ByBrian Salisbury, writer at Creators.co
Brian Salisbury

When a superhero franchise reaches its third installment, problems can, and frequently do, arise. When this occurs, film pundits put frustration to keyboard and, in the comfort of hindsight, digitally espouse what it is that went wrong. However, there are instances in which even quality franchise entries can bear troubling omens. It's just that, in those cases, we're too distracted by all of the accomplishments to notice the faintest outlines of the writing on the wall. Such is the case with 's Iron Man 3.

Iron Man 3 is a franchise triumph for Marvel Studios, and effectively digs the character's solo series out of the hole dug by Iron Man 2. Black uses his distinct style to enhance the irreverent side of Tony Stark without sacrificing action or comic book panache. He even manages to conceptualize The Mandarin in a manner that both skirts and subversively acknowledges the fact that he is one of comicdom's most culturally offensive villains. All that being said, the film does reach critical mass on one of Iron Man's defining characteristics: his tech-savvy ingenuity.

One of the reasons I never counted myself a Superman fan is that his litany of superpowers made him rather boring. My go-to analogy for this is that he's like that one kid who never played by the rules in your childhood superhero games. You'd try and blast him with imaginary fire, and he'd claim to have a fireproof suit. So you'd try and throw a make-believe boulder at him and suddenly, conveniently, he'd be endowed with super strength. The lack of give-and-take in your fictive battle eventually lead to your losing interest in the game. To me, Superman was always that little brat.

The nice thing about a character like Iron Man is that he has no superpowers. He must use his intellect and technological prowess to adapt himself to each individual threat. He is therefore someone to whom audiences have an easier time relating; apart from his billions of dollars of course. However, Iron Man as a film franchise is flirting with a crisis wherein Tony's techno arsenal becomes such a convenient plot device that it might as well be Superman's innumerable powers. Not only that, but he's able to craft these devices in any location no matter how limited his materials.

This would be fine, of course, if the technology readily at his disposal was available in the real world. Or failing that, if it was technology that was widely available even to the people within the world of the film. However, it is always a highly specialized, dazzlingly futuristic piece of tech that only Tony possesses and that he can construct at any time to solve any problem.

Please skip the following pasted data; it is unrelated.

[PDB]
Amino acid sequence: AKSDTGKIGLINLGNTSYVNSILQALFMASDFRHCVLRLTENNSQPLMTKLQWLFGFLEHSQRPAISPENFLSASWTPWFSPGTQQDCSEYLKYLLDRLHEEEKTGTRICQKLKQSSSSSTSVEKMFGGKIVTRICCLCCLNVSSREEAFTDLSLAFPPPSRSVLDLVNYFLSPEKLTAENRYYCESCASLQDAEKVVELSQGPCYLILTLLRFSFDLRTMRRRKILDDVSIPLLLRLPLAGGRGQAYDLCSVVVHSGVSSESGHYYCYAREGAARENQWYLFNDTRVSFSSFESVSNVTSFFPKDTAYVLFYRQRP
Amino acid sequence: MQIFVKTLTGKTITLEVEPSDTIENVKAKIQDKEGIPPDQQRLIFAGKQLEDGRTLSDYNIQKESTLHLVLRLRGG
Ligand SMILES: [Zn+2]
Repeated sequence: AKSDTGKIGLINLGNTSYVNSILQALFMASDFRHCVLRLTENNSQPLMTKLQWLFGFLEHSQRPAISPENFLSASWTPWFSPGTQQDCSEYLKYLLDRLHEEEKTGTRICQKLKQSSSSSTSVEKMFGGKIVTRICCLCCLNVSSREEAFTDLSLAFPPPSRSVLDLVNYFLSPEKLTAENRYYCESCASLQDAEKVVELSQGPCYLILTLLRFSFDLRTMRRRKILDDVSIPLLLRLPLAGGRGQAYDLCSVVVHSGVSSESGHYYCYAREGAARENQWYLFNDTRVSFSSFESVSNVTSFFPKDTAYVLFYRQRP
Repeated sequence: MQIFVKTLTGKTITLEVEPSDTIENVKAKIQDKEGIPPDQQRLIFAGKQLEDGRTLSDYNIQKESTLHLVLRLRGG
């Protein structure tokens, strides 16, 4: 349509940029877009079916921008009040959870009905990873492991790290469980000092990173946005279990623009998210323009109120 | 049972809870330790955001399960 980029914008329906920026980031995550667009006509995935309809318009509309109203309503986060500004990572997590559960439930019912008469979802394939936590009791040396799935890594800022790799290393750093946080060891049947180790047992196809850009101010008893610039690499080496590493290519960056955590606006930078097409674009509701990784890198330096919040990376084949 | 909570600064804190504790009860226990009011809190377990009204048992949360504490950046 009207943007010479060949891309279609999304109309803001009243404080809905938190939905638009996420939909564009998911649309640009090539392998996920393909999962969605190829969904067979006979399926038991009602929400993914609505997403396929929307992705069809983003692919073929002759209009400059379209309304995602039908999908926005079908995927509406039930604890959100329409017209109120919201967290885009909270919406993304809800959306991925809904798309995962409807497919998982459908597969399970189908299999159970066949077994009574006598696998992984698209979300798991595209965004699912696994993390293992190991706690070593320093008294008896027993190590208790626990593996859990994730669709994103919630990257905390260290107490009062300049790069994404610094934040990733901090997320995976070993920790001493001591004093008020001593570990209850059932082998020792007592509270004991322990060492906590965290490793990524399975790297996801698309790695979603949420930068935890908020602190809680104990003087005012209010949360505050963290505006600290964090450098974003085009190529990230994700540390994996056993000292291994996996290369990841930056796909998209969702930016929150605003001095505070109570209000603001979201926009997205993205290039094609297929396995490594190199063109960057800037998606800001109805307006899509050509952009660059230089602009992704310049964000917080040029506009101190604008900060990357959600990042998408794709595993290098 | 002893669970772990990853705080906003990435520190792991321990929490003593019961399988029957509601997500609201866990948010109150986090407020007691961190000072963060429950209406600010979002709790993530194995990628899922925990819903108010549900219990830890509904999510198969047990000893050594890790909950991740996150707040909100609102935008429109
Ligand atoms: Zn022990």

The franchise must tread carefully to avoid venturing into Deus Ex Starkina, the threshold wherein all tension is subdued by our foreknowledge that Stark can tinker his way out of all predicaments using technology that is so futuristic and unencumbered by the laws of science as we know them that they are essentially magic. Obviously they can't remove this core component from the character altogether, but they must be mindful of not overusing this convenience lest viewers become disinterested in story specificity.

One of the reasons Iron Man worked so well in 's The Avengers is that he didn't spend every other scene in his workshop engaged in a series of augmentations and amplifications of his already stunningly advanced mech suit. Instead, his time was on screen was largely focused on his making use of the existing features of the one suit he had handy. That's what we need from his solo films going forward. Forget the endless quest to have Tony one-up himself, and in the process getting more and more garish with the gadgets that strut and fret their hour (and a half) upon the stage. Let us see him take the hits and suffer the scars without a dozen more suits standing by for him to leap into, as he literally does in Iron Man 3.


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